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Monthly Economic and Financial Develpoments, December 2013

Published: Thursday January 30th, 2014

Preliminary indications are that domestic economic conditions were mildly positive in December, supported by ongoing foreign investment projects and a slightly improved tourism outcome. Consumer price inflation remained relatively benign, although there was moderate firming in domestic energy prices. The fiscal situation improved, as the Government’s overall deficit contracted for the five months through November of FY2013/14, owing to a decline in spending and a slight increase in revenue. Monetary sector developments featured a build-up in external reserves, due to Government’s foreign currency borrowings, while there was a mild seasonal decline in bank liquidity and credit quality indicators deteriorated.

Provisional hotel performance data, obtained from a sample of large hotels in New Providence and Paradise Island, showed a marginal uptick in room revenue, by 0.4% in December, year-on-year, on account of a 2.3% rise in the average daily room rate (ADR) to $280.87, and a 0.8 percentage point increase in the average hotel occupancy rate to 58.8%. This represented the second monthly gain in room revenues for the year, and occurred, despite the reduction in inventory at seven properties and the temporary closure of one hotel. Developments throughout 2013 were influenced by sustained weakness in several of the main source markets, modest reductions in airlift and room capacity and ongoing regional competition. As a consequence, total room revenue declined by 7.0% over the previous year, as the 5.1 percentage point reduction in the occupancy rate, to 63.2%, outpaced the 2.9% firming in the ADR to $235.87.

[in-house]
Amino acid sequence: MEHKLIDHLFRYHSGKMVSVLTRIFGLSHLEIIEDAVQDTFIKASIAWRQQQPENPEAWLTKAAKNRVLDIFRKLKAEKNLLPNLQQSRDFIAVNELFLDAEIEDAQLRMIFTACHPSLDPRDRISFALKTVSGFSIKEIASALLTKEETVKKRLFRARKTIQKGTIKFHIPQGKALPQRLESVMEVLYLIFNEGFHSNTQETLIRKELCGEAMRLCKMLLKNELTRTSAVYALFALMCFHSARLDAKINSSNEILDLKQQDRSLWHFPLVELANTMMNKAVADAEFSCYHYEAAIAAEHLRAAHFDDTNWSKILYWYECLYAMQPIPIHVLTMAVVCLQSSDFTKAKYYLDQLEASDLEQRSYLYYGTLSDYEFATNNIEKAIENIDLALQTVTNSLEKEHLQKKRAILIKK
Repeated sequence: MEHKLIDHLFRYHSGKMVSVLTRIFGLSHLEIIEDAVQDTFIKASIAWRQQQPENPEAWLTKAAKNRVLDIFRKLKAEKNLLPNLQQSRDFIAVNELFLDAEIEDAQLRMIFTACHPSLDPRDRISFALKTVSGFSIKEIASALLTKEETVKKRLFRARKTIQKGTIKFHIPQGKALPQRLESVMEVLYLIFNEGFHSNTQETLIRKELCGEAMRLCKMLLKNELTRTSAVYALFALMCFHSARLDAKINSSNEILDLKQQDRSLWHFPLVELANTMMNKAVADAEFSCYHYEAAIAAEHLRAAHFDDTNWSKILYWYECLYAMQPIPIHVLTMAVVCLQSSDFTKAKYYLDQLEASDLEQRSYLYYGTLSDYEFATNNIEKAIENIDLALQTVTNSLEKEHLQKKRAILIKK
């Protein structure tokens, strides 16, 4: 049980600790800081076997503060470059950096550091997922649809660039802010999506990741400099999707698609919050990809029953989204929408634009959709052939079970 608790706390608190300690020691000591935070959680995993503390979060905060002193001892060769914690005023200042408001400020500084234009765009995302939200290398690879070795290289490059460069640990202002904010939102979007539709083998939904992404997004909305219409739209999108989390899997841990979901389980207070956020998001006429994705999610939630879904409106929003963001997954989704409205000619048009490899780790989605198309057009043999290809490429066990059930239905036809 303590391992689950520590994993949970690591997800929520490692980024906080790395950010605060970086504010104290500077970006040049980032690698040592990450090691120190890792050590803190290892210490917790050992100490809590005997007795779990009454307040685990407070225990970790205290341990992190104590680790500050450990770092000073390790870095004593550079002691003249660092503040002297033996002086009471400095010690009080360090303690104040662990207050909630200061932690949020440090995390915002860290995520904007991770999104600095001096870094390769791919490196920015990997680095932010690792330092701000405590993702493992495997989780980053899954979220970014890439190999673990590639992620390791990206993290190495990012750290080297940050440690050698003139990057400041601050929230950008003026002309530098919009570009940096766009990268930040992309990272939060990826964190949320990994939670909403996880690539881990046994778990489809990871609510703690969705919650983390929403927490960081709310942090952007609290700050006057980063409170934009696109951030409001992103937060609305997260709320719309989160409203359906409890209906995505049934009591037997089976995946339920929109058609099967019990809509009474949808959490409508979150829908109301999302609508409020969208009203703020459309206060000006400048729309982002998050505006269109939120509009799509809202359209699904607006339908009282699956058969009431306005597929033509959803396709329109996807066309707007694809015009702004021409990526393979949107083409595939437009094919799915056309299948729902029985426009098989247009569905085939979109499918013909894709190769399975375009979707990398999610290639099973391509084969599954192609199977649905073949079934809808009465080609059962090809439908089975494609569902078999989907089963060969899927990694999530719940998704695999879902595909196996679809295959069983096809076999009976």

Domestic energy price movements for the month of December were mixed, with the average cost of gasoline stabilizing at $5.12 per gallon, while the average price of diesel rose by 6.4% to $5.32 per gallon. On an annual basis, both gasoline and diesel prices rose, by 0.4% and 3.1%, respectively.

Government’s deficit for the five months to November of FY2013/14 narrowed by $23.4 million (10.4%) to $201.3 million, reflecting the combined effect of a $17.4 million (2.4%) decline in aggregate expenditure to $716.3 million, and a modest $6.0 million (1.2%) rise in total revenue to $515.0 million. With regard to receipts, non-tax collections grew by $8.3 million (13.5%) to $70.0 million, owing primarily to a $17.7 million (51.7%) upturn in fines, forfeits & administrative fees, which negated the $8.5 million (32.1%) contraction in property income flows. In contrast, tax receipts fell marginally by $2.5 million (0.6%) to $444.9 million, as weak consumer demand led to a $21.0 million (8.2%) reduction in taxes on international trade, to outstrip the $15.8 million (10.0%) gain in other “miscellaneous” taxes and broad-based rate-related increases in business and professional fees of $4.1 million (23.9%). The improved expenditure outcome was due solely to the contraction in capital outlays, by $28.3 million (33.3%) to $56.7 million, as several major infrastructure projects were completed. Conversely, recurrent spending grew by $7.1 million (1.1%) to $634.4 million, as higher interest payments and subsidies led to a $27.5 million (11.1%) gain in transfer payments, which offset the $20.5 million (5.4%) decline in consumption outlays, that was partly linked to lower spending on contractual services. Financing for the deficit comprised Government bonds ($115.0 million), external borrowings ($104.9 million) and a short-term internal foreign currency loan ($50.0 million).

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